Yet by deploying AVs within broader mobility services, public transportation providers and private operators can derive significant value:

  • More than a moonshot innovation, AVs have the potential to serve a real purpose in the present by filling existing transportation gaps, such as first-and-last mile connections or transit deserts.
  • Mixing AV and non-AV fleets within a network can minimize costs while extending the service offering substantially.
  • Integrating AVs into public transit democratizes cutting-edge autonomous technology to a broad range of riders.
  • By tasking AVs with real-world transportation use cases, transit providers can gain more meaningful insights into AV utilization than those obtained in siloed pilots.

Learning to leapfrog.

This brings us back to Arlington RAPID. Taking a closer look into how the City of Arlington integrated an AV service with its broader public transit system can provide insights to accelerate the process in other communities.

Arlington deployed its AV service gradually and in parallel to replacing its limited fixed route bus system with an on-demand microtransit service. The microtransit service, called Via Arlington, launched in 2017 with 16 vehicles across a 26 square mile service zone and gradually expanded to the entire city: From 28 vehicles across a 40 square mile service zone in 2020 to 70 vehicles across a 100 square mile service zone in 2021. Since launch, Arlington’s public transit ridership has increased over 10x.

Arlington adopted AVs in a similar phased approach. In 2017, the city launched a pilot with AV provider Easymile, in which one autonomous shuttle operated on off-street trails to connect the city’s Entertainment District with remote parking areas, driving at low speeds. Next, in 2018, the city partnered with to deploy three robotaxis on limited public roads in the Entertainment District. These robotaxis operated alongside non-AVs as a separate on-demand ridehailing service on a limited route, but were not part of the city’s public transportation network.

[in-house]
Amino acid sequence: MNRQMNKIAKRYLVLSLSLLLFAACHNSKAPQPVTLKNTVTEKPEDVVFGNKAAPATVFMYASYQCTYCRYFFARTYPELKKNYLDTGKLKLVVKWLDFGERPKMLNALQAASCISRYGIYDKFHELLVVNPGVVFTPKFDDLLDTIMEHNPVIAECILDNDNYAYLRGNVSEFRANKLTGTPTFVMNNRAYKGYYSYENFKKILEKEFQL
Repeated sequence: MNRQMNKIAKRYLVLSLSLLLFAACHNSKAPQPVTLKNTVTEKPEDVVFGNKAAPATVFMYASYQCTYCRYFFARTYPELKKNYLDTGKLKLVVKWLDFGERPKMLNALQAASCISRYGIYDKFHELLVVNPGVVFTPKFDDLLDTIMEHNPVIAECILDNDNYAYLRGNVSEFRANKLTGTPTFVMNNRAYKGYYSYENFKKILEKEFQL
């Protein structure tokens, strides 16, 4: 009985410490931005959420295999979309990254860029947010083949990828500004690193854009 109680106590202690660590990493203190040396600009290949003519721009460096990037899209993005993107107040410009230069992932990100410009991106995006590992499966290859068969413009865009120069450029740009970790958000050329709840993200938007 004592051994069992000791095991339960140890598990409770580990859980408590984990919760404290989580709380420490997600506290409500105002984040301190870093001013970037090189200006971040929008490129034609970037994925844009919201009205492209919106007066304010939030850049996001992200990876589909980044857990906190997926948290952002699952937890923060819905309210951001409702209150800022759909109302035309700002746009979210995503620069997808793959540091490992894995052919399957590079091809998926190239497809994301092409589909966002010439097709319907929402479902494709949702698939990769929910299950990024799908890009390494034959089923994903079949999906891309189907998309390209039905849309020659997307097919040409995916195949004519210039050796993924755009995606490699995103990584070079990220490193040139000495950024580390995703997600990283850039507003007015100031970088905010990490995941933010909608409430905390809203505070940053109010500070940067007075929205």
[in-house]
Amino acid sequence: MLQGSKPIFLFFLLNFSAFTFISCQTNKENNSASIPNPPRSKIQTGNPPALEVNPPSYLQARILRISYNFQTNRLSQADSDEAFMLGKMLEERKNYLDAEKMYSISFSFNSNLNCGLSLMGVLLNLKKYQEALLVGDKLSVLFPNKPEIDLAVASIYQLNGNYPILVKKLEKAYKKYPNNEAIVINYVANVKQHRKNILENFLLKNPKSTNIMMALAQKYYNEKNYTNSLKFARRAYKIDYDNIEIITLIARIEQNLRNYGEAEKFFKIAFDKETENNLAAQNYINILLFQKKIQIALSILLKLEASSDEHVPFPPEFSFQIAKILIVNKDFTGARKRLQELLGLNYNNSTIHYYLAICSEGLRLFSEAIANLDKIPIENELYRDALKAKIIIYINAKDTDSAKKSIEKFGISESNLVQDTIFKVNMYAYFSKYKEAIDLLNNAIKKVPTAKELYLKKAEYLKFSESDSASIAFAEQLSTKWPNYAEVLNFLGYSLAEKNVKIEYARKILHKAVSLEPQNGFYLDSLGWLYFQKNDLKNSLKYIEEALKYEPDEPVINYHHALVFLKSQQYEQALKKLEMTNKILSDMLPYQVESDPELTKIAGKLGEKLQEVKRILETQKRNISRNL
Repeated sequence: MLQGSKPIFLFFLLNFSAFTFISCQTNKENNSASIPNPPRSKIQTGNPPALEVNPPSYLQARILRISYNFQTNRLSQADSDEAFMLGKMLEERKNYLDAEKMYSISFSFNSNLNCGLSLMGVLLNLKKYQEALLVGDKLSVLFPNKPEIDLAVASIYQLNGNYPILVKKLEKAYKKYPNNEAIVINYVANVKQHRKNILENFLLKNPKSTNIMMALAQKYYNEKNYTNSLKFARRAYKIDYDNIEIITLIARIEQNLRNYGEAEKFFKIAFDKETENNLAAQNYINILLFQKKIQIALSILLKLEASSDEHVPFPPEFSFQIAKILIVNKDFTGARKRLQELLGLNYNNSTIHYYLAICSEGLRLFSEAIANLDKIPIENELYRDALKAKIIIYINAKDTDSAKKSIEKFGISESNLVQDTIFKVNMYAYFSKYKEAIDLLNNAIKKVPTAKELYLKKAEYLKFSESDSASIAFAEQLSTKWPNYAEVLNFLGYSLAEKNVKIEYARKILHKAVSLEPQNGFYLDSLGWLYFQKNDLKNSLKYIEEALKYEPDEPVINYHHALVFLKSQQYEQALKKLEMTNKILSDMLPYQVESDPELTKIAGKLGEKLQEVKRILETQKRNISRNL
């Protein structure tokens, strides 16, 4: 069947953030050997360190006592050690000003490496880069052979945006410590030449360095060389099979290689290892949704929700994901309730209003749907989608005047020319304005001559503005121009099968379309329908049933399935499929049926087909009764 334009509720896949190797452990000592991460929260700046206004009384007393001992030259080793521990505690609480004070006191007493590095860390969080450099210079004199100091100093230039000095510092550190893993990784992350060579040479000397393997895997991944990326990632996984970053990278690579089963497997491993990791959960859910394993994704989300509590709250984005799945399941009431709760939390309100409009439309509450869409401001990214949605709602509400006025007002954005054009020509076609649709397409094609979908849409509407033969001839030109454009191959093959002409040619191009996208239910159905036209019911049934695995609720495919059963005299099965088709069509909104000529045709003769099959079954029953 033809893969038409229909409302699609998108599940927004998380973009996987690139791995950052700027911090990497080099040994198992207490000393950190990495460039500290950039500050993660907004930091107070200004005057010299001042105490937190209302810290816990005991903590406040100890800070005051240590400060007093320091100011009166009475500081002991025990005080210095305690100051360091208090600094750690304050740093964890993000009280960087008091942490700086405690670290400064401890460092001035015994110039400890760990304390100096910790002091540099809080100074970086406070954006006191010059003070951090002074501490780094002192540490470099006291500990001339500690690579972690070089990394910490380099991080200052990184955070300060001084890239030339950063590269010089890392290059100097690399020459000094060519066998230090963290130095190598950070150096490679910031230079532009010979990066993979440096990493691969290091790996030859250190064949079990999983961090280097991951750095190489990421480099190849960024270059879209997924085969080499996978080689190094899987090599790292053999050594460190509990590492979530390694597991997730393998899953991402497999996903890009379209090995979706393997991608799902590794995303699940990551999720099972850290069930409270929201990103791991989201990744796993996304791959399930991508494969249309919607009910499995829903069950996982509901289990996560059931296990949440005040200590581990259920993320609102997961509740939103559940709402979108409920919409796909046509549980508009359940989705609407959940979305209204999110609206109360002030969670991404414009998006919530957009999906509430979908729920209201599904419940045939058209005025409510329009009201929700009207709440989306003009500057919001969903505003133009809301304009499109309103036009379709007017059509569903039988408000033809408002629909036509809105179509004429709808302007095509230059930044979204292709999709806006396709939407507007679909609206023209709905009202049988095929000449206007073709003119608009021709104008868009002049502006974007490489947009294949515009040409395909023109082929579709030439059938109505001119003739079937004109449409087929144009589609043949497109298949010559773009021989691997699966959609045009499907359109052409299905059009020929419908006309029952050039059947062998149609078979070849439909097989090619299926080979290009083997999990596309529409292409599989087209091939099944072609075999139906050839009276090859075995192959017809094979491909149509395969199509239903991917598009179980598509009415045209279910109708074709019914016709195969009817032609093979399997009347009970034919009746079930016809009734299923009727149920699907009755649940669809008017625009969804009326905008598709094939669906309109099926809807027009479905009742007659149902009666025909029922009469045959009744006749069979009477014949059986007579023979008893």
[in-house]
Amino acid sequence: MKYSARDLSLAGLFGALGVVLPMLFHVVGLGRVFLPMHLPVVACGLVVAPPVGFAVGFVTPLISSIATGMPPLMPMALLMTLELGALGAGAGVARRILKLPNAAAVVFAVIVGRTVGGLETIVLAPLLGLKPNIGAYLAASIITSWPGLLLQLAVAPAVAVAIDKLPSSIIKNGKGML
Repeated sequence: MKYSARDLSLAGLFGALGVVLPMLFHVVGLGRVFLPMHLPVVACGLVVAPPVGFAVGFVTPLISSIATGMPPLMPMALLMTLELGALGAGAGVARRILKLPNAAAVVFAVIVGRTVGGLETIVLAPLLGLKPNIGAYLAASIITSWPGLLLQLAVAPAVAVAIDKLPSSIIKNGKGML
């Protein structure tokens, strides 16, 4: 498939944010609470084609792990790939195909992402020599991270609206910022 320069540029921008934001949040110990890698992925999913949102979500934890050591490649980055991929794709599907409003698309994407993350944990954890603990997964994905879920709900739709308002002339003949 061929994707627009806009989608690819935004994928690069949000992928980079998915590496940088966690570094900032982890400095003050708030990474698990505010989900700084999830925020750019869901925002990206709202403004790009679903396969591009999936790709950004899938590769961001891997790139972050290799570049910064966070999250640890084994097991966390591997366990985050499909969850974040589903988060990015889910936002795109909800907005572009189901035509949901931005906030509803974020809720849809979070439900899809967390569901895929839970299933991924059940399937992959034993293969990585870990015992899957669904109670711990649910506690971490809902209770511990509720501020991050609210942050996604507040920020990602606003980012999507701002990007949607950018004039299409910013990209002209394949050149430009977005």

This all changed with RAPID, which, as of March 2021, offers on-demand autonomous transportation on public roads throughout downtown Arlington and UTA’s campus. With five robotaxis, RAPID is the first service in the US to integrate autonomous vehicles into existing public transit — let alone offer riders a choice between AVs or non-AVs within a single smartphone app interface.

By leveraging the insights borne out of Arlington’s AV journey, cities and agencies can leapfrog  the first few years of experimentation and start immediately assessing how autonomous vehicles fit into their broader transit networks to provide real benefits for riders. Now, transit providers can employ AVs to derive actionable insights on autonomous transit, solve their communities’ current transit needs, make use of local, state, and federal funding, and provide a diverse group of riders the opportunity to experience the unique benefits of autonomous technology, from day one.

Interested in learning more about how to deploy AVs within your public transportation system? Via works with communities every step of the way — from designing autonomous networks to managing autonomous fleets. Reach out to our team at

Compliments of Via Transportation, Inc. – a member of the EACCNY.